Current Weekly Miles: 12

The Long Way Home

“You live but once, you might as well be amusing.” ~Coco Chanel

Do you ever get that feeling that you know you want to write but you have no idea what you are going to say?  That’s how I feel at this moment.  I feel like I’ve been writing this post in my head all week, but when I sit to write, nothing is actually coming out.

My workout schedule is going well and I have managed to follow it for two weeks.  Now that I’m running more and going to the gym less I know I need to work more on my stretching and strength training.  I neglected it this week, and after my run today I can definitely feel it.

I started talking up the fact that I signed up for the Baltimore Half Marathon to some friends at work and a lot of people seem really interested.  A few have even signed up already.  It really shows me how much I have grown during my running and since the summer.

6 months ago, if someone had said something about going running with me or running a race with me I would have laughed and tried to figure out some way to get out of it.  I would have been too embarrassed about my size, my ability, and my speed to even contemplate running near someone I know.  Even today when I decided to run this afternoon instead of tomorrow (too busy, more snow) I ran in broad daylight in my tight running pants singing along (rather softly) to my music.  I was super slow with all the snow and ice, I wore an old ratty t-shirt, and sweat was dripping down my face and I just didn’t care.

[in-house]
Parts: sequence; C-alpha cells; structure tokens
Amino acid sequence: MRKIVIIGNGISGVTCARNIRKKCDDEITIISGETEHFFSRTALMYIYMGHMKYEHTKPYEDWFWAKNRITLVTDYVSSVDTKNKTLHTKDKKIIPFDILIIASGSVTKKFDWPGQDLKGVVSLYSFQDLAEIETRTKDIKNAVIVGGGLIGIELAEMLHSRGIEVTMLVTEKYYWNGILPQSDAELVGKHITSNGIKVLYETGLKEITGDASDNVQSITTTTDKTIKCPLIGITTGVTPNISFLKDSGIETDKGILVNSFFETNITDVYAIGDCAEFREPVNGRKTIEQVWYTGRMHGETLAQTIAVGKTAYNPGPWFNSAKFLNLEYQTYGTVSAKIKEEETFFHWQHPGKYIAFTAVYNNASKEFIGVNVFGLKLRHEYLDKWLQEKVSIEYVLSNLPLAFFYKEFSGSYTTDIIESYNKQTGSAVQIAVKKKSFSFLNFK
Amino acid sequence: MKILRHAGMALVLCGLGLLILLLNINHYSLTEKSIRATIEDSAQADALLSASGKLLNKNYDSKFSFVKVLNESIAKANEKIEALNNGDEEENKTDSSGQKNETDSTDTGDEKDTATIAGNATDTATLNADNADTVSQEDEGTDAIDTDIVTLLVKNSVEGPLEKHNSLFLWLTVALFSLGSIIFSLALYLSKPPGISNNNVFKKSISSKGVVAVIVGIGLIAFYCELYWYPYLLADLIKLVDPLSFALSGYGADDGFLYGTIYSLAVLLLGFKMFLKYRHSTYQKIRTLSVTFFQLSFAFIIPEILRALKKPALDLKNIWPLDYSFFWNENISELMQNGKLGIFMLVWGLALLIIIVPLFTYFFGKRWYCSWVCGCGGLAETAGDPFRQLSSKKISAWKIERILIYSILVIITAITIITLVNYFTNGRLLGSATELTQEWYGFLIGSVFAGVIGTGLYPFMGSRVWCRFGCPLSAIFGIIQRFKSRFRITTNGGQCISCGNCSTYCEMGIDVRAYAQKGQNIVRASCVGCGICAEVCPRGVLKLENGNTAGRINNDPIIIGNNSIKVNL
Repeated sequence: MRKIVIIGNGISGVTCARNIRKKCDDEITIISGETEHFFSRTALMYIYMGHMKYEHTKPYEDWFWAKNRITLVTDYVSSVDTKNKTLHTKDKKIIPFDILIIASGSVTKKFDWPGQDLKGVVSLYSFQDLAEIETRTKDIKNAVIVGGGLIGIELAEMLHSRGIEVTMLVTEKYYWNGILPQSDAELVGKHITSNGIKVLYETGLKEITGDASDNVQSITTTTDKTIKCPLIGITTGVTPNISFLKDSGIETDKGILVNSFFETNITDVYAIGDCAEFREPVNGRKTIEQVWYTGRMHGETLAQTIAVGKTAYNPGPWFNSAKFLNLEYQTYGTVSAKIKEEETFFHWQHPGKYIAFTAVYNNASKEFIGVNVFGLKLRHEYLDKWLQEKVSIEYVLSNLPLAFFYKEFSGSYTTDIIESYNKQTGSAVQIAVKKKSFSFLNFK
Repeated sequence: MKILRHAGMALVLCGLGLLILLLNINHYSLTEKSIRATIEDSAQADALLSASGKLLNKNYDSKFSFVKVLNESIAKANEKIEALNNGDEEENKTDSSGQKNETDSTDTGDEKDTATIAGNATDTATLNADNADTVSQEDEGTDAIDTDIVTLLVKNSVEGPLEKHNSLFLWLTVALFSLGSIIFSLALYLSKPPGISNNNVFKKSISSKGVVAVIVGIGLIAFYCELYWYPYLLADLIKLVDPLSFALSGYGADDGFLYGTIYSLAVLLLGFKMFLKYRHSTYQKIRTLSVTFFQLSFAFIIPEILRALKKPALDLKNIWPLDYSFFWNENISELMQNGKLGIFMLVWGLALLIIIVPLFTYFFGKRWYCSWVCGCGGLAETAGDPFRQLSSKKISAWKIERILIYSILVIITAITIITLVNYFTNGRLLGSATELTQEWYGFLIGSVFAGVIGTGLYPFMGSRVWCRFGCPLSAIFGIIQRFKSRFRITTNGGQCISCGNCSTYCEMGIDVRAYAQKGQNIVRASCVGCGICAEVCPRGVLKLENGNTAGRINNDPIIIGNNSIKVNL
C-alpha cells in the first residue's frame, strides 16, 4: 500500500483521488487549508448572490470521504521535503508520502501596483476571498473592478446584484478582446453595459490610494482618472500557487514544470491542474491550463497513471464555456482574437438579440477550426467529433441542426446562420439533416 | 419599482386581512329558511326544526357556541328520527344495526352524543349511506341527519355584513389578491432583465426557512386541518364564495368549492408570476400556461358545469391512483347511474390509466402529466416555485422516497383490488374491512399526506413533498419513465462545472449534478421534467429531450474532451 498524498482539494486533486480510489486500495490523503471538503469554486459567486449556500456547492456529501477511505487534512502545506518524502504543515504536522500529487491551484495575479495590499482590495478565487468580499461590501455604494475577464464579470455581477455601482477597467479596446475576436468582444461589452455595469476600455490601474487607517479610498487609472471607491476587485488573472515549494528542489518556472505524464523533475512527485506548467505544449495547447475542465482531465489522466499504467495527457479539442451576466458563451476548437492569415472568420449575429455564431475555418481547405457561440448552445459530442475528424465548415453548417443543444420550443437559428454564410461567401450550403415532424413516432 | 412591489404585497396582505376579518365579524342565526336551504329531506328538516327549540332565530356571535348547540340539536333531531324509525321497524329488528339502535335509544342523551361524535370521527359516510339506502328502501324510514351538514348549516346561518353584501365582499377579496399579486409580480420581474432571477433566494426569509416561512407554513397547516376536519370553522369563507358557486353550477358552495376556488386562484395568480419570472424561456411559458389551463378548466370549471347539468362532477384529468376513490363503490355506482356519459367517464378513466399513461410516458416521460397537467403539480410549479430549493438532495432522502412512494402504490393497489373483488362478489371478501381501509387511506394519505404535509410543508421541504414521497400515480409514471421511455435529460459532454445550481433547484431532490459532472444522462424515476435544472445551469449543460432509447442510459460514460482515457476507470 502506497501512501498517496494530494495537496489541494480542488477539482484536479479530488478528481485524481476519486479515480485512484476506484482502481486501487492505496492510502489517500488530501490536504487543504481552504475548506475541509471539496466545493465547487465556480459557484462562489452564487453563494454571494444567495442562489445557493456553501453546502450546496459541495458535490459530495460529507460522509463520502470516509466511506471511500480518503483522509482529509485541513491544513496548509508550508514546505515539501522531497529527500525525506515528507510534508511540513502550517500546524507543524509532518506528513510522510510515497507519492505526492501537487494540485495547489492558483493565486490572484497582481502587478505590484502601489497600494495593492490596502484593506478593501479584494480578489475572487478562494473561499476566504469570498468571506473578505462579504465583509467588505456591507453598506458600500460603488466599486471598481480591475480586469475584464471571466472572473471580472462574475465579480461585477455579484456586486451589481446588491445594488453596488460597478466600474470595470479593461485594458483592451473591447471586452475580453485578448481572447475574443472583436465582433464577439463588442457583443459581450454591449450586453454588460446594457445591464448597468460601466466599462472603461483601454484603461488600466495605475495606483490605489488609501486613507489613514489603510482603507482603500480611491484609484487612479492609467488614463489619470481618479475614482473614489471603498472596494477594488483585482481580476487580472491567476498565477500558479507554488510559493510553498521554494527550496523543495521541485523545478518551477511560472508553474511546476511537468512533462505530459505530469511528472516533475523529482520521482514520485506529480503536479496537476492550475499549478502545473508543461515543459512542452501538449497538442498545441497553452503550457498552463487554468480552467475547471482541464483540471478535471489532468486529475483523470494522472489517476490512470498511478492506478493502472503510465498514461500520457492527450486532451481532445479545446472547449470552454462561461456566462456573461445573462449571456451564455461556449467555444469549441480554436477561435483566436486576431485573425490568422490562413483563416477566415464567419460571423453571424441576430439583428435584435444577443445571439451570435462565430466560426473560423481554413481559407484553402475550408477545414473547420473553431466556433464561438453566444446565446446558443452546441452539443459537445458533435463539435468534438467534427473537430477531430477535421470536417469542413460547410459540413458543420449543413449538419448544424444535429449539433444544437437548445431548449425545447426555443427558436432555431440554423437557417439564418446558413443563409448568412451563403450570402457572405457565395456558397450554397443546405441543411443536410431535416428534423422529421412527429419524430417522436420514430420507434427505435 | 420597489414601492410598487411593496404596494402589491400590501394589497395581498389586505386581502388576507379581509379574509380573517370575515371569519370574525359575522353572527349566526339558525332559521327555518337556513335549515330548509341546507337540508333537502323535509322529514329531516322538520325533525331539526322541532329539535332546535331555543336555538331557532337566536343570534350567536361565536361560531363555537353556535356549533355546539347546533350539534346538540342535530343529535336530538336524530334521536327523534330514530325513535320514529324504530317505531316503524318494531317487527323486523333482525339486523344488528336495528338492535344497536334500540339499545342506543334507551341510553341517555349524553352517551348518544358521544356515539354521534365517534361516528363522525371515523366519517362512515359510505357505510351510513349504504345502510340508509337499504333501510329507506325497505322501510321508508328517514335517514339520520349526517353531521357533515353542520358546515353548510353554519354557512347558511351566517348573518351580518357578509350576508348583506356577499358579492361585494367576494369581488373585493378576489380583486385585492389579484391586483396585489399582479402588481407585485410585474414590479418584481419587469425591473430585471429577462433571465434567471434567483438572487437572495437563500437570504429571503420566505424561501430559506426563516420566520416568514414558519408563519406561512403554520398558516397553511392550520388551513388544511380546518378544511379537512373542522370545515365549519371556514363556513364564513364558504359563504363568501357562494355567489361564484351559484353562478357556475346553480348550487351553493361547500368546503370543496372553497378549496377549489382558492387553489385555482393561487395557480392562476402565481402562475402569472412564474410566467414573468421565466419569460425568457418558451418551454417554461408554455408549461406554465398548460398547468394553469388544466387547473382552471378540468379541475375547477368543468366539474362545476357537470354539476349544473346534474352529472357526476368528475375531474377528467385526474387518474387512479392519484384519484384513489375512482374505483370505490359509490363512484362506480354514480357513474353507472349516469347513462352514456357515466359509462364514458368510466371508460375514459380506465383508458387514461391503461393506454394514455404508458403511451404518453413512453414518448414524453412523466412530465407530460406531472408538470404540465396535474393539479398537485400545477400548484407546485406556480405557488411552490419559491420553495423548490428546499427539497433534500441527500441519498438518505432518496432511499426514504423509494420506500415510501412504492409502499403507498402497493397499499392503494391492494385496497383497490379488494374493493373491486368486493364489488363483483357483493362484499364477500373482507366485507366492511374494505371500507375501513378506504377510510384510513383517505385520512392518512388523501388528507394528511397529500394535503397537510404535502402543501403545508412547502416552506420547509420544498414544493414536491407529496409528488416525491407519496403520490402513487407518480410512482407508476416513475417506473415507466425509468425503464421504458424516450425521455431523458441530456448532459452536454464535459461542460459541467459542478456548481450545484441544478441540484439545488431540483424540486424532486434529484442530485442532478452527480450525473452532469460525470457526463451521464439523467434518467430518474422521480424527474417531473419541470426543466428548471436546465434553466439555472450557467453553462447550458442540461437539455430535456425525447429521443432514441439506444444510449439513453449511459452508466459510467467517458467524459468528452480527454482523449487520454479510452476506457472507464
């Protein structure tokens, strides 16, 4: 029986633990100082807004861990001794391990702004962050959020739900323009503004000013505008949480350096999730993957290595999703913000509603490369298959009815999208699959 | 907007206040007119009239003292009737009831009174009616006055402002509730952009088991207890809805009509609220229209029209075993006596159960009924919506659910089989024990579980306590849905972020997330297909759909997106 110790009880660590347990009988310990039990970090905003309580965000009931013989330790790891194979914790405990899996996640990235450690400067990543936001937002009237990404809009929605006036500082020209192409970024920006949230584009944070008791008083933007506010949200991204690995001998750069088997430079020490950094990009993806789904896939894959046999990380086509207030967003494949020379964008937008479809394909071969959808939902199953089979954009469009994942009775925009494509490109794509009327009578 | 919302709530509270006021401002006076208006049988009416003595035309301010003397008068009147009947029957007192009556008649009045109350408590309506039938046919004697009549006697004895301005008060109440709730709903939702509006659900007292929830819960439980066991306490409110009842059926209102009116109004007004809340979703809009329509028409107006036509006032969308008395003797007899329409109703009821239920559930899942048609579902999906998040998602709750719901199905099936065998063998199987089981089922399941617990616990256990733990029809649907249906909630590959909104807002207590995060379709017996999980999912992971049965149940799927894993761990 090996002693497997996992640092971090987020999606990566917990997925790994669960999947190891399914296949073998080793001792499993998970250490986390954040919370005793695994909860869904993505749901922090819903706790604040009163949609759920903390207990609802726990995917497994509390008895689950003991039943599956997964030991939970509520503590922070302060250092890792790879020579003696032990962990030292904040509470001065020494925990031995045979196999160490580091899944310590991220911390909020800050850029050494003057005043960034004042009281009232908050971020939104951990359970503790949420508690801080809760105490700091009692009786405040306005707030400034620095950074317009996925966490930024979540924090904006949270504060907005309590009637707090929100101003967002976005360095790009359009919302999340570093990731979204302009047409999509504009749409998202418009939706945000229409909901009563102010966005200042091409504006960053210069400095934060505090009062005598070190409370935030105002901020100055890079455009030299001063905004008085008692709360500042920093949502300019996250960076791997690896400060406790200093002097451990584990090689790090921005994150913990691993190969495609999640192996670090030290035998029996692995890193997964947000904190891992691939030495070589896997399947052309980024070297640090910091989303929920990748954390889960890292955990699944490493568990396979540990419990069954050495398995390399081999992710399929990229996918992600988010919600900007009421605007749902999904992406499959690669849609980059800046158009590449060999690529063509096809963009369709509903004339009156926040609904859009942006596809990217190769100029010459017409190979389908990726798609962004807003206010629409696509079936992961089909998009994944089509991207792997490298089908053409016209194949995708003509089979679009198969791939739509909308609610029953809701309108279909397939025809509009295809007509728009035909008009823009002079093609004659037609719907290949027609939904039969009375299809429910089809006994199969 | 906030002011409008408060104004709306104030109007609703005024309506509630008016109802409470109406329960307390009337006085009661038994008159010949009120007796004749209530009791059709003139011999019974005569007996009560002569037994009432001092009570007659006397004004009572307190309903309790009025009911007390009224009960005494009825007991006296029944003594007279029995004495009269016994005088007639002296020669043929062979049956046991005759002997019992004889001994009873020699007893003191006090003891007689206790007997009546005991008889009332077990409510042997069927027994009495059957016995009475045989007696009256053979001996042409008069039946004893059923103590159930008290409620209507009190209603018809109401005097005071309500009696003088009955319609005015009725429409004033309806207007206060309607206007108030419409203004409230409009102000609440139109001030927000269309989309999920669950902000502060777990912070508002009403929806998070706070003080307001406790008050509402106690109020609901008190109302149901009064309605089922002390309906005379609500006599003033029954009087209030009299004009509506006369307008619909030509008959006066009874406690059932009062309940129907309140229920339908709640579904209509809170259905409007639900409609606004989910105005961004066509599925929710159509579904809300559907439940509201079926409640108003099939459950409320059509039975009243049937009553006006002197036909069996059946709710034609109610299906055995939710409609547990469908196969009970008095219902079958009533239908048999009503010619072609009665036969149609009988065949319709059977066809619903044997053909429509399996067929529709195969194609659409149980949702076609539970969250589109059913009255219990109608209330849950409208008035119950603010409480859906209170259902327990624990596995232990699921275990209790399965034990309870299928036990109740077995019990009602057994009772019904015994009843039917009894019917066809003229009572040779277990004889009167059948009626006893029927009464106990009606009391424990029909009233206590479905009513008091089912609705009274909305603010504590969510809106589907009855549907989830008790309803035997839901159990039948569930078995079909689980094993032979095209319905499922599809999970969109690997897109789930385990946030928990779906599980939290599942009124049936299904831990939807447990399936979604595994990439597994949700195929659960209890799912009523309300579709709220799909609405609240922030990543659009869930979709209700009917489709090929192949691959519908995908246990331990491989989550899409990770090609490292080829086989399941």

And the fact is, why should I?  I’m doing this for me, not for anyone else.  Sure, the more the merrier.  I love when I hear that I have motivated someone to run or workout, and I am still desperately searching for a (non-speedy) running buddy, but that’s not why I am doing what I do.  I have no problem being friend or a motivator or a cheerleader for anyone who needs it.  I don’t know what I would have done without mine.  But the days are gone where I always need someone to hold my hand and go with me as I jumped into the unknown abyss.  I no longer feel the need for the outside reassurance that I so constantly craved.

I stepped on the scale today for the first time since I hit my 50 pound mark.  And guess what.  I’m still at the 50 pound mark.  This would have bothered me before, but not now.  I know my clothes are getting looser, even the next size down for some of my items is too big.  The number on the scale doesn’t define me like it once did.  While it took me a long time to figure it out, that’s not what this running journey is about anyway.

Every day I remember why I started running in the first place.  August, and the summer in general, had been tough and one day I had had enough.  I was depressed, and moody, and couldn’t find joy in even the smallest things.  I didn’t want to feel like that anymore.  So I went for a run.  Or really, not even a run, as I couldn’t even run a quarter of a mile without stopping for a break.  And while I didn’t get serious about it until January, it quite literally saved my life, and continues to do so every time I venture out.  The first mile is always the hardest, but once I hit it, I feel like there is no stopping me.

I know I’m still super slow.  I know I don’t look like all the other runners out there.  And frankly, I just don’t care.  Months ago I would have.  Months ago I wouldn’t have even thought to run when other runners, “real runners” might be out there.  I didn’t want to embarrass myself.  But with the smiles and waves I got today as I trudged along through the snow and slush, I know no one is judging me except for me.

And right now, I’m feeling pretty fabulous.

100 Mile Challenge Miles Completed: 24

Weeks to the Baltimore Half Marathon: 35

Current Weekly Miles: 9